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The Fertile Earth and the Ordered Cosmos: Reflections on the Newark Earthworks and World Heritage (Trillium Books ) (Paperback)
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Rising in quiet grandeur from the earth in an astoundingly engineered arrangement that ancient peoples mapped to the movements of the moon, Ohio’s Newark Earthworks form the largest geometric earthen complex ever known. In the two thousand years of their existence, they have served as gathering place, ceremonial site, fairground, army encampment, golf course, and park. And, at long last, they (along with neighboring sites) were named a UNESCO World Heritage Site in 2023—a designation that recognizes their international importance as a direct link to the ancient past as well as their continuing cultural and archaeological significance.
The lush photos and wide-ranging essays of The Fertile Earth and the Ordered Cosmos honor this significance, not only to the global community but to local individuals and scholars who have developed intimate connections to the Earthworks. In sharing their experiences with this ancient site, public historians, archaeologists, physicists, architects, and others—including local and Indigenous voices—continue the work of nearly two hundred years of citizen efforts to protect and make accessible the Newark Earthworks after centuries of stewardship by Indigenous people. The resulting volume serves as a rich primer on the site for those unfamiliar with its history and a beautifully produced tribute for those who are already acquainted with its wonders.
About the Author
M. Elizabeth Weiser is a professor of rhetoric and museology at The Ohio State University, specializing in public memory and national narratives. She is the author of Museum Rhetoric: Building Civic Identity in National Spaces and other books.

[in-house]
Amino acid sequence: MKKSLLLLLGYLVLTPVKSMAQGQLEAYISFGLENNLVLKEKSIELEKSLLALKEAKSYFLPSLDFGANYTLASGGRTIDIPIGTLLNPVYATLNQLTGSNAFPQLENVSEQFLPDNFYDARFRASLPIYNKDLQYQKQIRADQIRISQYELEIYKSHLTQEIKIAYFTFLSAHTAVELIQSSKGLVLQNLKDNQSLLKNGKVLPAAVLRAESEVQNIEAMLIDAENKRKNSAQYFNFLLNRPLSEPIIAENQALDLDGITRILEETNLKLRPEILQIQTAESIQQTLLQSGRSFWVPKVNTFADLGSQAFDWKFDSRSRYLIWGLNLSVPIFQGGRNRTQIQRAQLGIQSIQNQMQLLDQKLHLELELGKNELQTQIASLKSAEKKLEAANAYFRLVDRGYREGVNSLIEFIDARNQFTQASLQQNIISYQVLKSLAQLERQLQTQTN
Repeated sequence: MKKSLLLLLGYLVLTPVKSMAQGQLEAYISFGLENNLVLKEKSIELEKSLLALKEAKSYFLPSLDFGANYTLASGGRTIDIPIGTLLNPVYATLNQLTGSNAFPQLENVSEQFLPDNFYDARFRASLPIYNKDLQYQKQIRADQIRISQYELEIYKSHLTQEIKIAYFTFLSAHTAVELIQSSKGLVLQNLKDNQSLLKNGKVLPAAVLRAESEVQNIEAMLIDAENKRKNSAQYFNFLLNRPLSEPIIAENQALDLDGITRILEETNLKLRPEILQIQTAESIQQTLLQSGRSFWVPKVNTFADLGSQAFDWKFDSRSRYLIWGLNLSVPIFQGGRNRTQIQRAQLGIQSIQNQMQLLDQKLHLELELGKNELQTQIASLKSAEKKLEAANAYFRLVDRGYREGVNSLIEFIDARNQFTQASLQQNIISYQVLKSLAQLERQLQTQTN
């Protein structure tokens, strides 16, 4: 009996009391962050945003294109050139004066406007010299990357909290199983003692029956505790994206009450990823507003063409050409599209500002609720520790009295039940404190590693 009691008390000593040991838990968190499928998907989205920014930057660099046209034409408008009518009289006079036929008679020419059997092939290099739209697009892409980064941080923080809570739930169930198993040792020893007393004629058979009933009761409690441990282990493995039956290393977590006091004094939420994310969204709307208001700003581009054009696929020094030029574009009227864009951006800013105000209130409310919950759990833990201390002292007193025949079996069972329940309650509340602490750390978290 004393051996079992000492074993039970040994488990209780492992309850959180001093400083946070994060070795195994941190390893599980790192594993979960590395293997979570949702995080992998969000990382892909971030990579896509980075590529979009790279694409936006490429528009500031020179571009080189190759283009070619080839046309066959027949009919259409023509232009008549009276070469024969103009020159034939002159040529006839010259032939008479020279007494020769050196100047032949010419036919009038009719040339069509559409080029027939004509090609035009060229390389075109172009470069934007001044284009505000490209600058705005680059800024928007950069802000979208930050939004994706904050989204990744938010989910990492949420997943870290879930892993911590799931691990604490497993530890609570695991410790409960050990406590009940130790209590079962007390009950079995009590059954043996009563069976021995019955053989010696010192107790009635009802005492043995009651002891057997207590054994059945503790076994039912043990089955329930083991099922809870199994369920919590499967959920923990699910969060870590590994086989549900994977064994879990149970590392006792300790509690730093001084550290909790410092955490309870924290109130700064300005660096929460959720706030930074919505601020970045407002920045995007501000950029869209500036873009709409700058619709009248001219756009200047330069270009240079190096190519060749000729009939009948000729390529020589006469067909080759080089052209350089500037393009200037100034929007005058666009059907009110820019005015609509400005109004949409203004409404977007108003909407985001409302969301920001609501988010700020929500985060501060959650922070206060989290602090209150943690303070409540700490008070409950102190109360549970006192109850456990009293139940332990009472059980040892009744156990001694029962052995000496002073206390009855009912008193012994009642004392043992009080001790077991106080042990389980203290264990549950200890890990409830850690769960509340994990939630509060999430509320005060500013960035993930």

Timothy R. W. Jordan worked as an interpreter and site manager for the Newark Earthworks and Flint Ridge Ancient Quarries and Nature Preserve from 2013 to 2022. He is on the English faculty of Zane State College and is a seminarian at Trinity Lutheran Seminary.
Richard D. Shiels is an emeritus associate professor of history at The Ohio State University and the founding director of the university’s Newark Earthworks Center. He is coeditor (with Lindsay Jones) of The Newark Earthworks: Enduring Monuments, Contested Meanings.
“This volume reveals the beauty and precision of Indigenous science demonstrated through the Newark Earthworks and the urgent efforts to care for this sacred place in our time. The diversity of voices and insights makes clear that the Earthworks are still gifting us with knowledge written on the land.” —Sonya Atalay (Anishinaabe-Ojibwe), author of Community-Based Archaeology: Research with, by, and for Indigenous and Local Communities
“The Fertile Earth and the Ordered Cosmos allows you to explore the awe, beauty, and genius of the Newark Earthworks and why they are just as significant as Stonehenge, the Colosseum, the Pyramids, or other world wonders. These essays reflect the work that is ongoing to center Indigenous voices in interpreting these places. Whether the Newark Earthworks are in your backyard or a globe away, these essays will illuminate their extraordinary human story, made of earth, one basket at a time.” —Megan Wood, executive director and CEO, Ohio History Connection
“The dazzling site known as the Newark Earthworks has mystified, inspired, and captivated humans for millennia. Even today, it precisely charts the heavens and offers a place to consider the biggest questions in the universe. The Fertile Earth and the Ordered Cosmos is the first book to both explore its origins and to show how people in our own time continue to find meaning in its elegant construction.” —Paul Chaat Smith (Comanche), author and curator at the National Museum of the American Indian